Tuanz — Telecommunications Users Association New Zealand — wants better consumer protection when the government revisits the Telecommunications Act.
Earlier this week Communications Minister Amy Adams published what she calls an “options paper”. This asks for feedback on the government’s proposed utility-style model for regulating fixed line telecommunications services after 2020.
The paper forms part of the government’s review of the 2001 Telecommunications Act. The Telecommunications Act 2001 review options paper is online at the Ministry of Business, Innovation and Employment website.
One of the goals of the review is to bring telecommunications regulation more into line with utlities such as electricity lines and gas pipelines. Fresh mobile regulation is possible with potential provisions for infrastructure sharing.
In a press release Tuanz CEO Craig Young says:
“Tuanz has been arguing strongly for significantly stronger consumer disputes processes under the current mandatory code regime. However, the options released today leave this important function with the TCF.
“There may be no choice but to push for the alternative option of an independent dispute and complaint model to ensure that management of disputes is user-friendly, and focused on their rights.
This is important. The recent media stories about poor UFB installations highlight how powerless consumers feel when dealing with large, faceless telecommunications companies.
New Zealand’s access model with separation between network companies and retail service providers is good, but there is a danger of finger-pointing when problems occur. An independent referee would restore confidence.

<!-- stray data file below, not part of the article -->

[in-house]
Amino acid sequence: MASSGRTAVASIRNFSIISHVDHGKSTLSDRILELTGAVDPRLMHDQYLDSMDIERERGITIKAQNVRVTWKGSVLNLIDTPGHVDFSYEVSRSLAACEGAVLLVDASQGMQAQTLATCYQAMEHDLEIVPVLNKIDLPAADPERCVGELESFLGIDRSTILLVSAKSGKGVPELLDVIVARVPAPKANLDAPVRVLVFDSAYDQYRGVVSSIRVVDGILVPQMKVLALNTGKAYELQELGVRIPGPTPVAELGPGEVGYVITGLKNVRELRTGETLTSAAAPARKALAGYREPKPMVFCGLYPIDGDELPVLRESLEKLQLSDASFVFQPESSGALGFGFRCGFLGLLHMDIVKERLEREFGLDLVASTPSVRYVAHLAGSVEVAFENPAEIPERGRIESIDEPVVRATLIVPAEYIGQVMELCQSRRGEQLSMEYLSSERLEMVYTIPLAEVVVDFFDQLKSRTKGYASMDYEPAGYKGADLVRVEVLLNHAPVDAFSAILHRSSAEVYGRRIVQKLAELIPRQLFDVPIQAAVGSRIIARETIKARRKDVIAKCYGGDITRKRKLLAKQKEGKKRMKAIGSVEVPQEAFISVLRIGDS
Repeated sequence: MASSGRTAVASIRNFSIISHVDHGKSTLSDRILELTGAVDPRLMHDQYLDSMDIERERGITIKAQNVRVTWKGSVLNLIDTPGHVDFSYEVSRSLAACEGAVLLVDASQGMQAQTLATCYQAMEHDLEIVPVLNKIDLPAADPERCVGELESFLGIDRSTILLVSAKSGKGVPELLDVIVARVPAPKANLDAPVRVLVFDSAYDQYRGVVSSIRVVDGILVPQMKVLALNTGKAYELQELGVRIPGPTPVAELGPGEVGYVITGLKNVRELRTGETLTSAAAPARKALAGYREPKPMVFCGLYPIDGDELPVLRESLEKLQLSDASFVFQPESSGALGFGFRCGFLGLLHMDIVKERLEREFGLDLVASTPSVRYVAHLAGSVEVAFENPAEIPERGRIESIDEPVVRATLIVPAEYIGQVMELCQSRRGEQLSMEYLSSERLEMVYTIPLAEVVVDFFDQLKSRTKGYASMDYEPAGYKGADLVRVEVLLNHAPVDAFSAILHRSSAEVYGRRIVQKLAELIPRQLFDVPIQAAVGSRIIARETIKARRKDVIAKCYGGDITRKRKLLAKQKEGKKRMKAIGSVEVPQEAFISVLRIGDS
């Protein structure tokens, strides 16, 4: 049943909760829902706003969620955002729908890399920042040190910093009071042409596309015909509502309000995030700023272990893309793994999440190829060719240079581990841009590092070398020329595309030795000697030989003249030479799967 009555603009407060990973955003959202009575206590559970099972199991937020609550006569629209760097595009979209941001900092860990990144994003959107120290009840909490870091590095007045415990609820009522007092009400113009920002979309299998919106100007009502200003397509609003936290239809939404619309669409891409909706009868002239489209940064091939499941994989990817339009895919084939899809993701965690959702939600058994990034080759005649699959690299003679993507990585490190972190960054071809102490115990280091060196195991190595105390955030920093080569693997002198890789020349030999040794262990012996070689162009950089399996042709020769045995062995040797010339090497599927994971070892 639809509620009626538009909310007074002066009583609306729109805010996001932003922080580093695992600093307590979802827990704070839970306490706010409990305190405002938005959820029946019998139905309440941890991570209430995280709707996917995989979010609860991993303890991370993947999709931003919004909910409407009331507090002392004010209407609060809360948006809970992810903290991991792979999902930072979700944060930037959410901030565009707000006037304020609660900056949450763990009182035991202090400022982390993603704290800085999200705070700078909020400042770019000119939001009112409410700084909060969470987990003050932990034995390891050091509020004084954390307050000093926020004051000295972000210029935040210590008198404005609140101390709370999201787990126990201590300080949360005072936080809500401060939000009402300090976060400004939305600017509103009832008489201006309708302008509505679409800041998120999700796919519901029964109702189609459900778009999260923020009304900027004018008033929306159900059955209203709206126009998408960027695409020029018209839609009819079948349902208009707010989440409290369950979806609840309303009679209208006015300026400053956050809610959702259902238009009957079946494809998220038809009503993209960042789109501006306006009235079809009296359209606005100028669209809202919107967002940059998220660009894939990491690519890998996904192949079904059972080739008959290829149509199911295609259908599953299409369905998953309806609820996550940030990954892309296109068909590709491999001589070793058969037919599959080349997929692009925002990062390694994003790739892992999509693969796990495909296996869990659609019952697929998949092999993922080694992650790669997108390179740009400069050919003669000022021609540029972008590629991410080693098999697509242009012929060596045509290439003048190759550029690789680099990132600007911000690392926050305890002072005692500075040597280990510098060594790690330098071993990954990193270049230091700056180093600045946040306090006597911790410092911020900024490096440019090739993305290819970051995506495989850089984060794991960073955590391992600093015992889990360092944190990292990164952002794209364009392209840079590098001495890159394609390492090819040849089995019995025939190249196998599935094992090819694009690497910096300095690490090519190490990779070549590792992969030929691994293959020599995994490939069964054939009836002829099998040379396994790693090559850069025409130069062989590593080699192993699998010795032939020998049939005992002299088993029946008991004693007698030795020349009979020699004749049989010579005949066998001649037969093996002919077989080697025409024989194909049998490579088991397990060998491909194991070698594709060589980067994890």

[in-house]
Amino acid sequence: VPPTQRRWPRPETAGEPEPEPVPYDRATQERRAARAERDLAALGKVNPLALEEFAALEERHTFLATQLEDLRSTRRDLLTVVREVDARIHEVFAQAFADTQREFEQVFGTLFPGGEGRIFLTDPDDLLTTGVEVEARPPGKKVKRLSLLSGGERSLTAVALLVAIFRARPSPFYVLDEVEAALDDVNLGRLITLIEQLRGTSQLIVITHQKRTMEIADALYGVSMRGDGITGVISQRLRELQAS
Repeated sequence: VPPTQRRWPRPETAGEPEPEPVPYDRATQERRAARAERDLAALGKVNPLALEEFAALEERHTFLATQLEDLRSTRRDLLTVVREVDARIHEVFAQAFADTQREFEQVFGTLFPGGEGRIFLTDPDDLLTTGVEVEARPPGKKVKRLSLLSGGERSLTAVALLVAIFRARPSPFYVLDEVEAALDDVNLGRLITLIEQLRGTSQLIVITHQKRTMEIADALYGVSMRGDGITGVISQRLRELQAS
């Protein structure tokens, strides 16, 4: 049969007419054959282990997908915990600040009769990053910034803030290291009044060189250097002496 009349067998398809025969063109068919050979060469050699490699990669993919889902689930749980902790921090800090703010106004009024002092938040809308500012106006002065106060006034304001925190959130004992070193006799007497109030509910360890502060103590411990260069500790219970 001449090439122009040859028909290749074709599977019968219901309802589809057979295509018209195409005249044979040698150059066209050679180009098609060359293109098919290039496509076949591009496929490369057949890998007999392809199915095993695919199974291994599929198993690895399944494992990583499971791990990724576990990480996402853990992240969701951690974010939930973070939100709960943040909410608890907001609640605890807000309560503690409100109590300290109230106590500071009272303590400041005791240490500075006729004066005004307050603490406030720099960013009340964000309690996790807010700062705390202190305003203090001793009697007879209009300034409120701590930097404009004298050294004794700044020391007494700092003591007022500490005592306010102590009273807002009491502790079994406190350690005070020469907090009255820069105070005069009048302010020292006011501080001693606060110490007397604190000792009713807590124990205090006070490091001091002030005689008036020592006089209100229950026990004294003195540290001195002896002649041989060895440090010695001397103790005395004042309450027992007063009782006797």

“It is also disappointing that calls for a properly funded consumer advocacy group, and end-user focused research, have been ignored.
This has worked well in other counties. In the past Tuanz has done a lot of the consumer advocacy work, but that isn’t the organisation’s primary purpose and not what it’s member pay subscriptions for. Likewise the research.
With adequate funding, the organisation could do more work in both departments. Or it could play a role setting up a new separate, consumer-oriented body. It wouldn’t be expensive and would be cost-effective.
As Young goes on to say:
“The successful Australian model proves that contestable funds are an effective way of providing these important services and that leaving it up to the support from corporate entities is unrealistic.”
In the recent past government has looked to an industry levy to fund its rural broadband project and certain services for disabled users. While it would be better to ditch the levy — the telecommunications industry is unfairly targeted in this way — it wouldn’t hurt to set aside a small share of this money to fund an independent consumer-oriented body.
Disclosure: Bill Bennett is working on a writing project for Tuanz.